Book Review | The Most Beautiful Walk in the World by John Baxter


The Most Beautiful Walk in the World by John Baxter


Some cities were made for walking, but perhaps none more perfectly suited to the pedestrian as Paris. Anyone who has gotten lost in the winding cobblestone streets of the Latin Quarter or strolled along the regal pathways in the Tuileries garden or walked along the banks of the Seine has likely felt that undeniable allure of Paris. In The Most Beautiful Walk in the World: A Pedestrian in Paris, John Baxter brings that something special in Paris alive through his experiences walking in the City of Light. It’s in the streets of Paris that we discover Paris and its history. Baxter’s natural and conversational approach encourages readers to lace up their shoes and discover those places where the essence of Paris has been preserved, sometimes in a more vivid and fascinating way than in any museum.

Baxter is an Australian writer living in Paris with his French wife Marie-Dominique in the heart of the 6th arrondissement. As Baxter describes his neighborhood, “Historical and literary associations don’t simply litter the streets; one has to climb over them.” Through his writing and fascination with discovering more about the history of his new quartier in Paris, Baxter almost by accident stumbles into doing literary walks in Paris. This is, of course, natural for someone who lives in the building where Sylvia Beach once lived, near the famous Shakespeare and Company bookstore she founded, and surrounded by the same streets, cafés and apartments where great literary expats once walked and lived, such as Ernest Hemingway, F. Scott Fitzgerald and his lively wife Zelda, James Joyce, William Faulkner, Gertrude Stein and scores of artists and painters from around the world. 

Baxter’s tales often center around Hemingway, who walks in and out of The Most Beautiful Walk as he once did the cafés in the 6th arrondissement. Having been seduced by Hemingway’s A Moveable Feast, just as I was earlier this year reading it for the first time, Baxter is especially in tune with bringing Hemingway’s Paris to life. But we begin to see that all of these stories from the past form only a part of what could be called “John Baxter’s Paris.” There is not a single Paris, but the Paris that we discover for ourselves as we walk. Baxter’s historical tales are interwoven with his own stories living and walking in Paris and other places in the world. His stories about walking in Australia and (not) walking in Los Angeles have just as much a place in The Most Beautiful Walk as do his memories in Paris. After all, wherever we walk we are there in that place, but we also carry with us—step by step—who we are and all the other places in the world we have walked before.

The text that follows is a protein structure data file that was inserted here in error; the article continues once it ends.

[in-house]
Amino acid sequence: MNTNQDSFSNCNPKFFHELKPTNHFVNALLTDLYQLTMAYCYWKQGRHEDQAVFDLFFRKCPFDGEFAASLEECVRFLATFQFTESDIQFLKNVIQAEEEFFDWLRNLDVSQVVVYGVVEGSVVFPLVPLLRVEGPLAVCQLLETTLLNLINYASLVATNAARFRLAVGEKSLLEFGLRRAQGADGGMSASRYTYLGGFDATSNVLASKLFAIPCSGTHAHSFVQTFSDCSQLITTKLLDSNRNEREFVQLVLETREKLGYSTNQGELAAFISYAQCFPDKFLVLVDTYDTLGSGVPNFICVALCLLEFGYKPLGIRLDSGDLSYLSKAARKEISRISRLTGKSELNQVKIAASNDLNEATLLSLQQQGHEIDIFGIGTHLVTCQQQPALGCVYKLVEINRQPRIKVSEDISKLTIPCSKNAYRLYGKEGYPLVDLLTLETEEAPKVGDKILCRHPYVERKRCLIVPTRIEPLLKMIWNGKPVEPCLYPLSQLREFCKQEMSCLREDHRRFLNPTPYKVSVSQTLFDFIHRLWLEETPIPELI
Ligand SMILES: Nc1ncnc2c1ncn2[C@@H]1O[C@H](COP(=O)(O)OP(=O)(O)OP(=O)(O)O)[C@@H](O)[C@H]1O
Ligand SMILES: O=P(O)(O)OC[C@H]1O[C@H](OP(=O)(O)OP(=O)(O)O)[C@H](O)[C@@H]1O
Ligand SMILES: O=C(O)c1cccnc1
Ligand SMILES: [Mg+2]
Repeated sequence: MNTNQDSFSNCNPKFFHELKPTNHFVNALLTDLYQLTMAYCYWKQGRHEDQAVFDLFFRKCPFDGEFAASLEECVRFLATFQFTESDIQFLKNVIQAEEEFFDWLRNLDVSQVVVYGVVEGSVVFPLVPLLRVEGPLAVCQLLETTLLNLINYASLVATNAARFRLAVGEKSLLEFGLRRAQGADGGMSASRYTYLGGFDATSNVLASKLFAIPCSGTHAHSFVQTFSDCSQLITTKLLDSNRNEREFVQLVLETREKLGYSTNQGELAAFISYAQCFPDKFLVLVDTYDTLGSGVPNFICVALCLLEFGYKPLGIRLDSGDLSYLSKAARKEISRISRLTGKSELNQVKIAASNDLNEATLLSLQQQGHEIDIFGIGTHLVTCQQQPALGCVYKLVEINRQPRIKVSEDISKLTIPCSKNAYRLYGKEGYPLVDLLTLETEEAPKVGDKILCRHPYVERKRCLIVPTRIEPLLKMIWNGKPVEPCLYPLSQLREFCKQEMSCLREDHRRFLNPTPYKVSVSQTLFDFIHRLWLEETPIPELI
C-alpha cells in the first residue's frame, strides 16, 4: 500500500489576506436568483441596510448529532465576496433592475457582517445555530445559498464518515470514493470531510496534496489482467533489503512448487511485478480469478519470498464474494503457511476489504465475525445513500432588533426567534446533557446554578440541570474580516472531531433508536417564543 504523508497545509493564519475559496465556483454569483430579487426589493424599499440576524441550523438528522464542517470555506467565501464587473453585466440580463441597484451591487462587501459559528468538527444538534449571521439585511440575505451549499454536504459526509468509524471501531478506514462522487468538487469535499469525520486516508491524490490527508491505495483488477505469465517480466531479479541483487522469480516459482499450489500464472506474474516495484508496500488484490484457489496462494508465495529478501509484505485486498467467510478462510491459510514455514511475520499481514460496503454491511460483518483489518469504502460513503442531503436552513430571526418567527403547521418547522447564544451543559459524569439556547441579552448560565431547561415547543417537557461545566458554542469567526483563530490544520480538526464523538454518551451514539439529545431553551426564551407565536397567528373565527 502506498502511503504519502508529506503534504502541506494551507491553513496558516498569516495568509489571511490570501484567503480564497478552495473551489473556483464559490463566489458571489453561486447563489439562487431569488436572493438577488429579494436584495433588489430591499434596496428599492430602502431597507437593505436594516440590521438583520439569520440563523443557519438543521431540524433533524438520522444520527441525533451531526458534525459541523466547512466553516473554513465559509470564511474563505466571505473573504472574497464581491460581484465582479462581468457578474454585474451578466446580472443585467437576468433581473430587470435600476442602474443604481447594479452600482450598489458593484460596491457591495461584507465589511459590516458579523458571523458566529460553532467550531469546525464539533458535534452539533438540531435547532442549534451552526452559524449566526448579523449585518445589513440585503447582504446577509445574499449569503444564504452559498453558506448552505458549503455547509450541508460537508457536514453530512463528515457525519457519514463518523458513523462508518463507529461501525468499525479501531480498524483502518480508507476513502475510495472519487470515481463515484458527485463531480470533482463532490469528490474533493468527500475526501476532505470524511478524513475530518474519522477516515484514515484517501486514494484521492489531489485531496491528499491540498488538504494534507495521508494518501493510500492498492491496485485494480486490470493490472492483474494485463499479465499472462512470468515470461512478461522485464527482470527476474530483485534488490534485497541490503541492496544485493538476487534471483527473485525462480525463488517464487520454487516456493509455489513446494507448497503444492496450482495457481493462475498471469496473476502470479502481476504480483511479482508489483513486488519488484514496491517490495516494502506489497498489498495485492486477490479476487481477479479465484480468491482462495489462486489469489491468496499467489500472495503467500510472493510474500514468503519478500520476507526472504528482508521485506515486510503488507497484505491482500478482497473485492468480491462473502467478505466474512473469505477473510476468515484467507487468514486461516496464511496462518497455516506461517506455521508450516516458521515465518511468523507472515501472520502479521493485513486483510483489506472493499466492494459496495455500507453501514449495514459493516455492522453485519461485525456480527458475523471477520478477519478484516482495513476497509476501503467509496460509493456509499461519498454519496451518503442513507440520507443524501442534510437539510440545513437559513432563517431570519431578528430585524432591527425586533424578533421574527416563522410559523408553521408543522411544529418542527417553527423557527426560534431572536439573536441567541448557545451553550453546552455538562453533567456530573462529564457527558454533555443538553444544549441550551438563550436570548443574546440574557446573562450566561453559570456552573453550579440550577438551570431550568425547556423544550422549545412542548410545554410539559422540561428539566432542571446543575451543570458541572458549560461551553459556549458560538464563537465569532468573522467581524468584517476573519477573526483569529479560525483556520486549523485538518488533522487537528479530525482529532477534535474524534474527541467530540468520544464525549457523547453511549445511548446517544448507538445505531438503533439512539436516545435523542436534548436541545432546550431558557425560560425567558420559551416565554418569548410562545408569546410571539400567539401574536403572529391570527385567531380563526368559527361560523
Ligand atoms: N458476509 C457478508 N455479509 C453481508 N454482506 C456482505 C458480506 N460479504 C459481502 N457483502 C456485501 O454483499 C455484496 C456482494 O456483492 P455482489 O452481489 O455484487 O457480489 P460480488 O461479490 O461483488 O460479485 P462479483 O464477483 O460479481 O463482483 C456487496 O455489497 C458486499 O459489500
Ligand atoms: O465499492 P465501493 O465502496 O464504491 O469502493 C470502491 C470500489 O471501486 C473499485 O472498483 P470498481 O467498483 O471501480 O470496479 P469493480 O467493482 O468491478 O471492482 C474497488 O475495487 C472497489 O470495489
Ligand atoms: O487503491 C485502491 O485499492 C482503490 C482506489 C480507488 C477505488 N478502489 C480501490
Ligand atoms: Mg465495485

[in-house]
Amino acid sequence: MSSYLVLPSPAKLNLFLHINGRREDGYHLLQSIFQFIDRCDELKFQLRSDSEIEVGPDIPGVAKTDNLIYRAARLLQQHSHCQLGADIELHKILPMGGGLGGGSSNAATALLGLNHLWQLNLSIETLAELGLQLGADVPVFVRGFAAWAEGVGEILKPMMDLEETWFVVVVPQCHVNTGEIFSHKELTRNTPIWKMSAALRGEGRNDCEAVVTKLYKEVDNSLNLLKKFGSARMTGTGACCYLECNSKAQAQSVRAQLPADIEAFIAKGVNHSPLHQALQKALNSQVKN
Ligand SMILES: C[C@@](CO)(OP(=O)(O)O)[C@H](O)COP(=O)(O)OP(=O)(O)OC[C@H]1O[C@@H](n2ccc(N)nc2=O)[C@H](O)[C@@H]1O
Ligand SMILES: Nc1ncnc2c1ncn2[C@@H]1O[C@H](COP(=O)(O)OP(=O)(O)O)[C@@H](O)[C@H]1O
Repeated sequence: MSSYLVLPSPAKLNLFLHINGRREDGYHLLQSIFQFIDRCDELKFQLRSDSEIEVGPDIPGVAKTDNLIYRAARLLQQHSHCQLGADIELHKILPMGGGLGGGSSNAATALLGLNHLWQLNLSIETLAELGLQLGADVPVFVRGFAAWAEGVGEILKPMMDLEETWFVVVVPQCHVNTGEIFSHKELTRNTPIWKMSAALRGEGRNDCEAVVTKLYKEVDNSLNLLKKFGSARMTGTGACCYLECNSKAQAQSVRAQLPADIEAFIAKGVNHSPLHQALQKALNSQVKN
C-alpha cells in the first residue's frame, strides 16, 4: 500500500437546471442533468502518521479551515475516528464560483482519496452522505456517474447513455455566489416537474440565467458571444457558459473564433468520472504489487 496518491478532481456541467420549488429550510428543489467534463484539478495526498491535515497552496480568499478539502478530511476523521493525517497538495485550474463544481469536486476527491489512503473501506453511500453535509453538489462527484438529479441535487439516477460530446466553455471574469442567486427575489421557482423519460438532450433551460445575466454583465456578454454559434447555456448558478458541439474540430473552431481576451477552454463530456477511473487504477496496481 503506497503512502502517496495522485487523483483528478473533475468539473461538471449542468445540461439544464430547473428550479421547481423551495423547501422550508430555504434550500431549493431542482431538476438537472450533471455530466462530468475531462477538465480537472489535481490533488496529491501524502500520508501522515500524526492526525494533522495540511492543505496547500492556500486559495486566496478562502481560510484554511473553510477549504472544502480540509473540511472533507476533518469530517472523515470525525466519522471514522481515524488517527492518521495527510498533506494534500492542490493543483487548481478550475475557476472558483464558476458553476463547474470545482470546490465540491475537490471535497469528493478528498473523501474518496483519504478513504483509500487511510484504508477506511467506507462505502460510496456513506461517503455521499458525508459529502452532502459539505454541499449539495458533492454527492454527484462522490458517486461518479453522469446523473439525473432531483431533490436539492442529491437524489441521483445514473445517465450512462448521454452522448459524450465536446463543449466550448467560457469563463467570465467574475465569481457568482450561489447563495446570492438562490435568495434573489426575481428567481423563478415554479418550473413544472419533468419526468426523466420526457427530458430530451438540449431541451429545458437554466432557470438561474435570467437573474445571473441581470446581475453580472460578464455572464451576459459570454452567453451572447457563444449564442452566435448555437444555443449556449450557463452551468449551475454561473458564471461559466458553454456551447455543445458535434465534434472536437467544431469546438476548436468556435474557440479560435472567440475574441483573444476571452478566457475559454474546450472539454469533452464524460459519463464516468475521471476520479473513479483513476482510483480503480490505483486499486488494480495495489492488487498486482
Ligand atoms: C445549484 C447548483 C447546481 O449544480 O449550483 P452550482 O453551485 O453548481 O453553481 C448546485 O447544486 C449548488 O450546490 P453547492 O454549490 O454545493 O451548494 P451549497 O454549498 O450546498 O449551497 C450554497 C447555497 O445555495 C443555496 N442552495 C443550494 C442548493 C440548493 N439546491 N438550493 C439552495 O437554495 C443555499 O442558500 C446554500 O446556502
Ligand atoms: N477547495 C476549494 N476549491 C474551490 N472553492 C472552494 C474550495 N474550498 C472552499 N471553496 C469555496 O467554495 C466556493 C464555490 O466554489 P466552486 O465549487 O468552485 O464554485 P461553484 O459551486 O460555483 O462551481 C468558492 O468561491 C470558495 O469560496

Not quite the guidebook that the title might suggest, The Most Beautiful Walk is a source of inspiration for every visitor in Paris to discover their own Paris. Take his words as a motto the next time you’re in Paris: “And we who walk in Paris write a new history with each step. The city we leave behind will never be quite the same again.” In the end, Baxter does share what is the most beautiful walk in Paris for him, and it’s as personal and moving to him as your most beautiful walk in Paris will be when you discover it for yourself.

The Most Beautiful Walk in the World: A Pedestrian in Paris

By John Baxter

Short Books, 2012. 298 pp. £8.99


Find more information on The Most Beautiful Walk in the World: A Pedestrian in Paris on John Baxter’s website, as well as details on going on one of his walking tours in Paris.


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